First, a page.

(The light, the flowers, the greenery -- sensual, soothing, sublime.)


(You know who this is! When Auguste Bartholdi set out to made the Statue of Liberty that welcomes you to the New York harbor, he first created a bronze model as a template. It was placed in the Luxembourg Gardens in the early 1900's. To preserve it against damage, it was removed from the park four years ago and replaced with this bronze copy.)


(Happiness is...)


(Flowers are an ether, a balm. These are close to the beehives of the Luxembourg Gardens.)


I leave the Gardens then and find myself in the neighborhood of kids' stores. I pick up a few odds and ends for my little granddaughter. In one store, I find this quite gorgeous little shirt. Of course she'll love the penguin!


A flower shop in Paris is always visual candy to the passerby. Here, she is minutely tending to the blooms she sells. I think a lot about the flowers I left behind at the farmette. We had several storms that did damage to some of the trees. I'm hoping the flowers stood tall!


This neighborhood cafe is such a no big deal thing, but I'm sure it's a place where these two gentlemen come to chat on a regular basis.


Now this is just an incredible coincidence: I took a photo of these sisters with their dad in this very block four days ago when I was passing through here. That day they were in lovely coats and boots. How the weather has changed in the handful of days!


I reenter the Luxembourg Gardens, cutting through toward my hotel. In this one section, the fragrance of the blooming lindens is so intense that I wished with all my might that there would be an app that would capture that wonderful sweetness.


(You could sit here and just inhale. You need do nothing more to clear your mind.)


(This vast open space in this park is where Snowdrop felt the joy of exploring on her own. It's a beautiful expanse of flowers, water, avenues.)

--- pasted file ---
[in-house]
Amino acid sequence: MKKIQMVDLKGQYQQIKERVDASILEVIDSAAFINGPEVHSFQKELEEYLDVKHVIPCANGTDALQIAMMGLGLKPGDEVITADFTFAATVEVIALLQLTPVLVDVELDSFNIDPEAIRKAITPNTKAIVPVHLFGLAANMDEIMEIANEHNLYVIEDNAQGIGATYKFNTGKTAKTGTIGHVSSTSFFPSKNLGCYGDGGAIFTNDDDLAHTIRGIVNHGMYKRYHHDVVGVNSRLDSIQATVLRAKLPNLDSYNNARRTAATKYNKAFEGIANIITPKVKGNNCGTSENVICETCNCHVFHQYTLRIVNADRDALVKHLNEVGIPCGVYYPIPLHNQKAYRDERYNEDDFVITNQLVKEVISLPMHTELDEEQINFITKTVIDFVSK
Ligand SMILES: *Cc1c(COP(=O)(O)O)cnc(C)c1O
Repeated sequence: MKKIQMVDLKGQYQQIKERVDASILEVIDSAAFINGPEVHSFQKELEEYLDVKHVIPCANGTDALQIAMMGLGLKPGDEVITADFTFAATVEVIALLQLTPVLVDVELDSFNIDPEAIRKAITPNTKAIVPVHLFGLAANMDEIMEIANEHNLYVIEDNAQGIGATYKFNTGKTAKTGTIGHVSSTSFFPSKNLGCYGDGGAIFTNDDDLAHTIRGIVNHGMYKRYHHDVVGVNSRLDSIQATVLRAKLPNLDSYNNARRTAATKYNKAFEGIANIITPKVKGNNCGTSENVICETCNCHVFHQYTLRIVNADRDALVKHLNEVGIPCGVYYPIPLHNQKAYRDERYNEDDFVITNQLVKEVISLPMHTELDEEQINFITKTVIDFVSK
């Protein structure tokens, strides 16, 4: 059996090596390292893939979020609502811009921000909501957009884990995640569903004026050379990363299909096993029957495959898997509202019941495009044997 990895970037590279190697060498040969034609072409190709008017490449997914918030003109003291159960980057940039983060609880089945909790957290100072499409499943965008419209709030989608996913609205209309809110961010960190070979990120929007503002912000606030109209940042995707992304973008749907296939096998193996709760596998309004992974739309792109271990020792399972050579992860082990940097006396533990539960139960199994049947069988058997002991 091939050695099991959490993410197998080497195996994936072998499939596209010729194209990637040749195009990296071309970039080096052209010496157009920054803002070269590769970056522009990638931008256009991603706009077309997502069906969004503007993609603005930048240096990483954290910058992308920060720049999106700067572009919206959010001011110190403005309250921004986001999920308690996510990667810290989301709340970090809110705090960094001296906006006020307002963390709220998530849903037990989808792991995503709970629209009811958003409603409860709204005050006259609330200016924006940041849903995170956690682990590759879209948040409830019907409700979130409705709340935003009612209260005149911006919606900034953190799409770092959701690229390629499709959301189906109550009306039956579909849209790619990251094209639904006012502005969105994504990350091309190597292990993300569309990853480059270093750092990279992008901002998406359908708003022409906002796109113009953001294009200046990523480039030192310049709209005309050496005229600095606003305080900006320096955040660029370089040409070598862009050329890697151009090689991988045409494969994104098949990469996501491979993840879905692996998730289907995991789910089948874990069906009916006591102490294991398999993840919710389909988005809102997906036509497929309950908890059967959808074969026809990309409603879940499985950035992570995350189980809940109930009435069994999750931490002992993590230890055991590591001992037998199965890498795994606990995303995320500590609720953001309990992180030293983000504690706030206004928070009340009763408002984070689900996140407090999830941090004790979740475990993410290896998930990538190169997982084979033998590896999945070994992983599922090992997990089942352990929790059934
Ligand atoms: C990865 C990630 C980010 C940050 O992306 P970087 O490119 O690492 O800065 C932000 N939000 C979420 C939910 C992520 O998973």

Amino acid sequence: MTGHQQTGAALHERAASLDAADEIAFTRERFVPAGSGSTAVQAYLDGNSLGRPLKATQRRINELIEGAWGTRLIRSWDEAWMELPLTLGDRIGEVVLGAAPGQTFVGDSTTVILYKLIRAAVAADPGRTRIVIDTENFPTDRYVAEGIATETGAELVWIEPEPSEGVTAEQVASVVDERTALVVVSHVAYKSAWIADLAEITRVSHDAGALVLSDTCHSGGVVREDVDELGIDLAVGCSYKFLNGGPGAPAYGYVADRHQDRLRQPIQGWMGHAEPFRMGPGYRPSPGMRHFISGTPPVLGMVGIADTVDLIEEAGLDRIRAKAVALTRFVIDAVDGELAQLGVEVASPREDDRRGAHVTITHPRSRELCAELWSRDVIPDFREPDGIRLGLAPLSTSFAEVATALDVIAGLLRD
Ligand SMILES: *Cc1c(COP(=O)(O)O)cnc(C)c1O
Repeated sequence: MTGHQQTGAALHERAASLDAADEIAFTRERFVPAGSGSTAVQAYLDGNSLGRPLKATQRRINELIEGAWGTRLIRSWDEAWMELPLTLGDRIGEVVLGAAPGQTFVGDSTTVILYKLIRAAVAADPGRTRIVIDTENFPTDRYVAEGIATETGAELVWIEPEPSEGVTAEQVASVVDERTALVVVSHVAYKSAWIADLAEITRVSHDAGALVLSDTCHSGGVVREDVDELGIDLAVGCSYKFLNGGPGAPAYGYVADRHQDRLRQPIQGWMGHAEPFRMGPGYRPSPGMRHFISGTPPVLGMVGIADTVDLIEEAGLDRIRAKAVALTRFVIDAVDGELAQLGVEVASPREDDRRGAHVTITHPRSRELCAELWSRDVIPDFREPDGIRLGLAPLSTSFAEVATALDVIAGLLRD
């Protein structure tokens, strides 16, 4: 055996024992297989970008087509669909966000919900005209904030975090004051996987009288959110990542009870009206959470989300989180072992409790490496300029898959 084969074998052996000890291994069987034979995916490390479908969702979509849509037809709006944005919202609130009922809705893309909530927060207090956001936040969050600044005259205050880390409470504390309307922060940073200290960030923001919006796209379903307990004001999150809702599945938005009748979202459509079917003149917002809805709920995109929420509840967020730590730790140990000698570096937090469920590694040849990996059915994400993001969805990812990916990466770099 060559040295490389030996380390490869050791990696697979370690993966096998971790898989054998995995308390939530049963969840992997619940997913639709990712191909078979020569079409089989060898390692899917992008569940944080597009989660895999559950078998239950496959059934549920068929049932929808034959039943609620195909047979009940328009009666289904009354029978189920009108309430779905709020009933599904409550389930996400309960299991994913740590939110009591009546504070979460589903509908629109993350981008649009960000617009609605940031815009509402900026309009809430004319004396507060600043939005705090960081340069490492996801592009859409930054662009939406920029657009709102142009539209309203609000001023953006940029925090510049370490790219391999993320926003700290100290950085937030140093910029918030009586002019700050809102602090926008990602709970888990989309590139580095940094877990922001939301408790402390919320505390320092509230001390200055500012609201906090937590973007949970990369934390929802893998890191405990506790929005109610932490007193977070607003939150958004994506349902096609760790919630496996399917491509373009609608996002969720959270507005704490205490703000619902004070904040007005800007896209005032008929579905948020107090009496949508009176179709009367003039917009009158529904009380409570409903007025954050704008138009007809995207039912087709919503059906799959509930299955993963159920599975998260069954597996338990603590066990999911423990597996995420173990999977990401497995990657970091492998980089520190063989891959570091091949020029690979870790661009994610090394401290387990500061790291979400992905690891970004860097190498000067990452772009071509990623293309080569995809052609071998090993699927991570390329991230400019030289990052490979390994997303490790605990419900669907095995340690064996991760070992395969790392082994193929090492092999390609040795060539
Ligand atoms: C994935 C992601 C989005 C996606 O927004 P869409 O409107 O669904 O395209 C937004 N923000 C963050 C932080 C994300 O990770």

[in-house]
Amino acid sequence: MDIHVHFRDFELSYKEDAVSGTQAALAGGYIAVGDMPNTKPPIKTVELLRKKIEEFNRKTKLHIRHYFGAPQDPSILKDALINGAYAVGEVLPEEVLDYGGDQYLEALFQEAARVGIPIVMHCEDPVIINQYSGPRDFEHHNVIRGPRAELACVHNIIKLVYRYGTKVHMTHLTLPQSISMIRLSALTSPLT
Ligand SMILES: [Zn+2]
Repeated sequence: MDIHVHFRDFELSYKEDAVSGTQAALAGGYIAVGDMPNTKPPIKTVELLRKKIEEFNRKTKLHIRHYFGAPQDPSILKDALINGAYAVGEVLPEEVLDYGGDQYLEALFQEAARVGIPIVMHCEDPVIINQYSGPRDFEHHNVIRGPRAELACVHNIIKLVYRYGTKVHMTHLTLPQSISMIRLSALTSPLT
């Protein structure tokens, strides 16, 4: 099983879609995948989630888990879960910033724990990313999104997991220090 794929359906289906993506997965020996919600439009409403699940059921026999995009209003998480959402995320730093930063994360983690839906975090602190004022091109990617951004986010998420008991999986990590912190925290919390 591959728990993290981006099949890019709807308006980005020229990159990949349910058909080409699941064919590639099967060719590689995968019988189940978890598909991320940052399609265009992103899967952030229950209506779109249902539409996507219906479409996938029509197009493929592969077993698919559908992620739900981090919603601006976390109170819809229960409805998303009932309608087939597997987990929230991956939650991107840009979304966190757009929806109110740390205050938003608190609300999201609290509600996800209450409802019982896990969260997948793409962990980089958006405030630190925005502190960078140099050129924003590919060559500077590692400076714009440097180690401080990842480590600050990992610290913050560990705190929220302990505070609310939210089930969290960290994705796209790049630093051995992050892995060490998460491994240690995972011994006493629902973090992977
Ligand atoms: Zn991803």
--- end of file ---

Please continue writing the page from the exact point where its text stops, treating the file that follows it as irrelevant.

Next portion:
(The Luxembourg Palace, housing the French Senate.)


(Father and son, reviewing life's peculiarities.)


(She's asking her dog who is noticeably occupying a seat rather than resting at her heels, whether he is satisfied with the state of things.)


And now for my final photo for you from this side of the ocean. It's so good to have had this morning to walk calmly, without haste, without worry.


I return to the hotel, pick up my suitcase. I have 3.5 hours to the departure of my flight and normally this is just the right amount of time. The train comes promptly and the luck of the draw is that it's an express, so I am at the airport within forty minutes. I'm feeling like this is going to be one smooth trip until I step into the airport.

Had I forgotten that there is a general strike again today? First, some security concern has the police reroute everyone bound for the overseas terminal. Okay. I'm a brisk walker. And then comes the wait. I only need to drop off a suitcase (darn Basque rum) -- I have my boarding pass. The line is short, but there are almost no agents. It takes forever. As does the wait for the bus to take us to the aircraft. Once on board though, the issues go away. The captain tells us -- you've gotten through the worse part, getting on the aircraft. Now sit back and relax. And I do.

I'm posting during the layover at Detroit, but very soon I'll be in Madison and Ed will drive me to the farmette where the fireflies dance and whiff of summer is strong.